Subconscious fear hobbles salespeople more than anything else — but it’s easy to change from being timid and reactive to being bold and proactive, Alex Goldfayn, CEO of The Revenue Consultancy, whose clients include Amazon and Sprint, tells ThinkAdvisor in an interview.
The market strategist’s newest book is “Selling Boldly: Applying the New Science of Positive Psychology to Dramatically Increase Your Confidence, Happiness, and Sales” (Wiley-April 2018), a Wall Street Journal bestseller its first week published (week ended April 8).
Using the principles of positive psychology, which home in on honing one’s strengths as the path to success, Goldfayn argues that advisors can overcome destructive fear and hence grow financial services sales.
But, he urges, don’t focus on products and services — focus on value and the client relationship.
The top thinker in the field of positive psychology is said to be University of Pennsylvania professor Martin E.P. Seligman, director of the Penn Positive Psychology Center and author of “Learned Optimism” (1991). As a clinical psychology student in undergrad and grad school, Goldfayn, now 41, studied his pioneering work.
In the interview, the sales motivator discusses how to make the productive shift from “default brain activity” to “focused brain activity,” one of the many growth techniques he recommends. Sales of Goldfayn’s clients who follow his approaches grow by 10%-20% annually, he says.
ThinkAdvisor recently interviewed the popular keynoter, on the phone from his Lake Forest, Illinois, office. He puts his own twist on the power of positive thinking by, for one, touting the power of client testimonials: “Marinate in the positivity of your happy customers so that you know how good you are, and then behave accordingly.”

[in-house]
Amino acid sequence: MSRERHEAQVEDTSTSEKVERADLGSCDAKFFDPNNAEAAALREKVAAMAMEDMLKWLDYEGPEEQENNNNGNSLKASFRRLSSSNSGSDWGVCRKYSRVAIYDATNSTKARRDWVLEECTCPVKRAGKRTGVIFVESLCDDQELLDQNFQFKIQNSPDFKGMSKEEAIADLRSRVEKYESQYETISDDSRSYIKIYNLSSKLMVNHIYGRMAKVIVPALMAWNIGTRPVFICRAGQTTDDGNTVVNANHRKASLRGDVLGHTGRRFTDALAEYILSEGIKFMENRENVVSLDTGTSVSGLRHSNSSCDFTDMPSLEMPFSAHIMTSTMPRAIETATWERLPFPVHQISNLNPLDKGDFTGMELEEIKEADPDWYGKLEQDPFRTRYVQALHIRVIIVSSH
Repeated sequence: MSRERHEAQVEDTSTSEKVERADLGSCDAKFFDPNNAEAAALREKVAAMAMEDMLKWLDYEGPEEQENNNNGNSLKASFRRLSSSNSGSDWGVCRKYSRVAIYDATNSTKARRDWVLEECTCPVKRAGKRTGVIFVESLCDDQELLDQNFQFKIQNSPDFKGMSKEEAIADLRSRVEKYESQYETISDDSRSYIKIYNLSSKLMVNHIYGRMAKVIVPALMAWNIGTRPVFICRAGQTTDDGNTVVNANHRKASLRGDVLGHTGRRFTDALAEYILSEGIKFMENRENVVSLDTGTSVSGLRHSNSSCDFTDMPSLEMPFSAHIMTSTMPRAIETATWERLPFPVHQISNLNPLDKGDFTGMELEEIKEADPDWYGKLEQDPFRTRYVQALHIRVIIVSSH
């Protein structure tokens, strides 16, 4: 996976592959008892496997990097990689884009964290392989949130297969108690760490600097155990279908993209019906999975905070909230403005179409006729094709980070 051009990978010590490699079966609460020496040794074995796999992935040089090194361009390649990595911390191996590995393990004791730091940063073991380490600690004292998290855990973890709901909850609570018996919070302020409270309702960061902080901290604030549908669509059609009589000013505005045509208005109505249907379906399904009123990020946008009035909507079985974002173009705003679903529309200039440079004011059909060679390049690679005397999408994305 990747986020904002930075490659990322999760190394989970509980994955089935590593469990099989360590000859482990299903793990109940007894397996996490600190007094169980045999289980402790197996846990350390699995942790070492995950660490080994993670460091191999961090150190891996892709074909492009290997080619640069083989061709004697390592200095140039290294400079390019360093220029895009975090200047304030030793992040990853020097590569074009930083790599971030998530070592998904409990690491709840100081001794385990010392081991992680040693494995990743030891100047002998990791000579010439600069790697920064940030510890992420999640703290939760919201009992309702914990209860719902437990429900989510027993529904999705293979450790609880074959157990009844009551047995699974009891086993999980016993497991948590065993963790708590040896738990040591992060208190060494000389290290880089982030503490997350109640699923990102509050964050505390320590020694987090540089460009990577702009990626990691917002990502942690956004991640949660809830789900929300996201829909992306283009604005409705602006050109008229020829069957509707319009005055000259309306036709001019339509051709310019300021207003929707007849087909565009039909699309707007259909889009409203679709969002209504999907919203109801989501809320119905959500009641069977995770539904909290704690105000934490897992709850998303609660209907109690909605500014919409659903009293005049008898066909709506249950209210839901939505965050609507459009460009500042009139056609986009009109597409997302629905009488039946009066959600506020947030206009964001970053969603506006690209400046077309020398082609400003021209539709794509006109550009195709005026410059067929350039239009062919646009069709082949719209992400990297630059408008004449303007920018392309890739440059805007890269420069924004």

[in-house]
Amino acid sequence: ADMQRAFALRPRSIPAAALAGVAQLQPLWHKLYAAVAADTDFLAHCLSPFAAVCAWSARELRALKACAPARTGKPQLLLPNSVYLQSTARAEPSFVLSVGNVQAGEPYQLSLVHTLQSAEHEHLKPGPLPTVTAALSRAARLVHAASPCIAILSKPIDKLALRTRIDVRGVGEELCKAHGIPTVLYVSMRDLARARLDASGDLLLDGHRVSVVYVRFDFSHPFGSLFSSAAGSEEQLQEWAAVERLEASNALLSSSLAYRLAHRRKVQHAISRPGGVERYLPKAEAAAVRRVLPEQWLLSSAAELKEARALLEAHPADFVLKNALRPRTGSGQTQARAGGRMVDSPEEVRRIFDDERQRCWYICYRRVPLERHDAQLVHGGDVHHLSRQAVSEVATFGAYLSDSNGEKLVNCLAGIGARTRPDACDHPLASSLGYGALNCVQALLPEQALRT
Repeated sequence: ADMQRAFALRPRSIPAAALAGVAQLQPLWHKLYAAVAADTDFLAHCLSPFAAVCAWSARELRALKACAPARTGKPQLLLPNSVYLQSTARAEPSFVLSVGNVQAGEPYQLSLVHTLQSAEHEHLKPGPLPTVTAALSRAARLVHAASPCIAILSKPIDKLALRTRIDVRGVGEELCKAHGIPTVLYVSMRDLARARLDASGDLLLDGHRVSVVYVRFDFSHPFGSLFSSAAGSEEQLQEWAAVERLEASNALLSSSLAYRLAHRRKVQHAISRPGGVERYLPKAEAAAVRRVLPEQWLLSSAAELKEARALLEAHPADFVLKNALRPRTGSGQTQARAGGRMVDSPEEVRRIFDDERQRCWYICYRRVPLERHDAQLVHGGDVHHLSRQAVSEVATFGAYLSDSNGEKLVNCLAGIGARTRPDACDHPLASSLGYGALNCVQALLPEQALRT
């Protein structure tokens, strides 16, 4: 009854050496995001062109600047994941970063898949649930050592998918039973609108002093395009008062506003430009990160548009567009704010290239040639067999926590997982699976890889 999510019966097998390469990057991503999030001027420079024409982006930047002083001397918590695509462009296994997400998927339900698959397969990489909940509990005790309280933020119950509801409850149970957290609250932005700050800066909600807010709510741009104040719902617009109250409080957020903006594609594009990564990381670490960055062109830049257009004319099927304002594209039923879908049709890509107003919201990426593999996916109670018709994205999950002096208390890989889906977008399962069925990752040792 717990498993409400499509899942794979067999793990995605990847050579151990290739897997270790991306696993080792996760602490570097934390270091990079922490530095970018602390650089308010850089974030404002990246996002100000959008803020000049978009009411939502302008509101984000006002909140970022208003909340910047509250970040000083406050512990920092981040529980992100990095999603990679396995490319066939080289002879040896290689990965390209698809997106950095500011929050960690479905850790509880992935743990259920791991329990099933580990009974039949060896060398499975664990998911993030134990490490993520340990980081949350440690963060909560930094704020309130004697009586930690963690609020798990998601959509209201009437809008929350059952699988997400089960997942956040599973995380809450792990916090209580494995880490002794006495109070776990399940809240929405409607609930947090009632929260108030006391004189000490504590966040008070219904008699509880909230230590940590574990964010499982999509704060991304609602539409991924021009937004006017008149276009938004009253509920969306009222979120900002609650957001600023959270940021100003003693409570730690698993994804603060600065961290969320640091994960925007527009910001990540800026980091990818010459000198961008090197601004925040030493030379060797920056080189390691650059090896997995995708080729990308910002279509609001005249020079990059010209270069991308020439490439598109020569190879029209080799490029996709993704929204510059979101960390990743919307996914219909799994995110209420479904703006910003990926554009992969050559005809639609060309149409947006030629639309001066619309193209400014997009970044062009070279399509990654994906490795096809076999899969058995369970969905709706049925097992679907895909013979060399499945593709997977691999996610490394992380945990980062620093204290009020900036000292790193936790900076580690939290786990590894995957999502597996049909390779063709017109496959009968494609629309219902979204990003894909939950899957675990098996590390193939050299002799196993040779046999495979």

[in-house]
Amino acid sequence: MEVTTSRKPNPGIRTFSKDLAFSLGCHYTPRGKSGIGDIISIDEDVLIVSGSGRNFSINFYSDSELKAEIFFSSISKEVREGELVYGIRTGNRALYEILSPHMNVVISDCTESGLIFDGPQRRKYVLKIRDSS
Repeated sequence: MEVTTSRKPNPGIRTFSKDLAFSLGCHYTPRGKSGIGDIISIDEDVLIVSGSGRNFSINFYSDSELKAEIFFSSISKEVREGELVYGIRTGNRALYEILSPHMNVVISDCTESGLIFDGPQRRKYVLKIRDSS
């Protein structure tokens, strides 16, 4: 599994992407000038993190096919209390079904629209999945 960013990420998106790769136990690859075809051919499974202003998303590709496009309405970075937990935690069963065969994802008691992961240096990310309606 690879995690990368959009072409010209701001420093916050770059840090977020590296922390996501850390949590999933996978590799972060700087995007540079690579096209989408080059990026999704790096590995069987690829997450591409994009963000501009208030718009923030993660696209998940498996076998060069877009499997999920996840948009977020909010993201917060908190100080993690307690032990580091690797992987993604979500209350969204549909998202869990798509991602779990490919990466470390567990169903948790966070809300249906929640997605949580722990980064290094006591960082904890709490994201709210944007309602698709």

Here are highlights of our interview:
THINKADVISOR: What is “positive psychology?”
ALEX GOLDFAYN: The study of what makes us successful, as opposed to the rest of psychology, which is the study of what makes us screwed up, depressed and anxious. That’s the study of what’s wrong. Positive psychology is the study of what has to be right so that we can be successful. This is a powerful shift.
What does psychology professor Martin Seligman, the so-called father of positive psychology, espouse?
He said that we can literally decide to be optimistic. For example, if you pick up the phone to call a client and think you’re going to have a terrible call, you’ll be correct. But if you think you’re going to have a wonderful, helpful conversation, there’s a really good chance you’ll also be right.
What else is key to the concepts of positive psychology?
Seligman said that perseverance and resilience are twice as important to success as talent — that not giving up is two-thirds of the equation.
Your book is titled “Selling Boldly.” What does boldness mean if you’re a financial advisor?
Asking for business every time you talk to a prospect, asking for referrals — and doing that proudly and confidently, not timidly and meekly. Bold means picking up the phone instead of sending an email.
You say that fear impedes sales growth. What fears might a financial advisor have?
One big one could be that a client they’ve had for 20 years is going to leave them. We don’t know that such fears are dominating our thinking and behavior. That happens automatically with lightning speed. The fears aren’t experienced because they’re subconscious. We aren’t in control of them — they’re in control of us.
What’s the mindset shift you say one needs to overcome fear, and why must that occur before you can change behavior?
It’s very difficult to make permanent behavioral change without first changing your thinking. Behaving the right way means communicating with your customers and prospects more. To do that, we need to be confident instead of fearful and optimistic instead of pessimistic. But we must work on thinking first and then on the action.
Please explain the concept of focused-brain activity versus default-brain activity.
The default brain is the stuff we do that comes automatically, like that fear we just talked about. It’s living reactively from one workday to the next. For example, with default-brain selling, or reactive selling, people simply phone us, and we address the issue.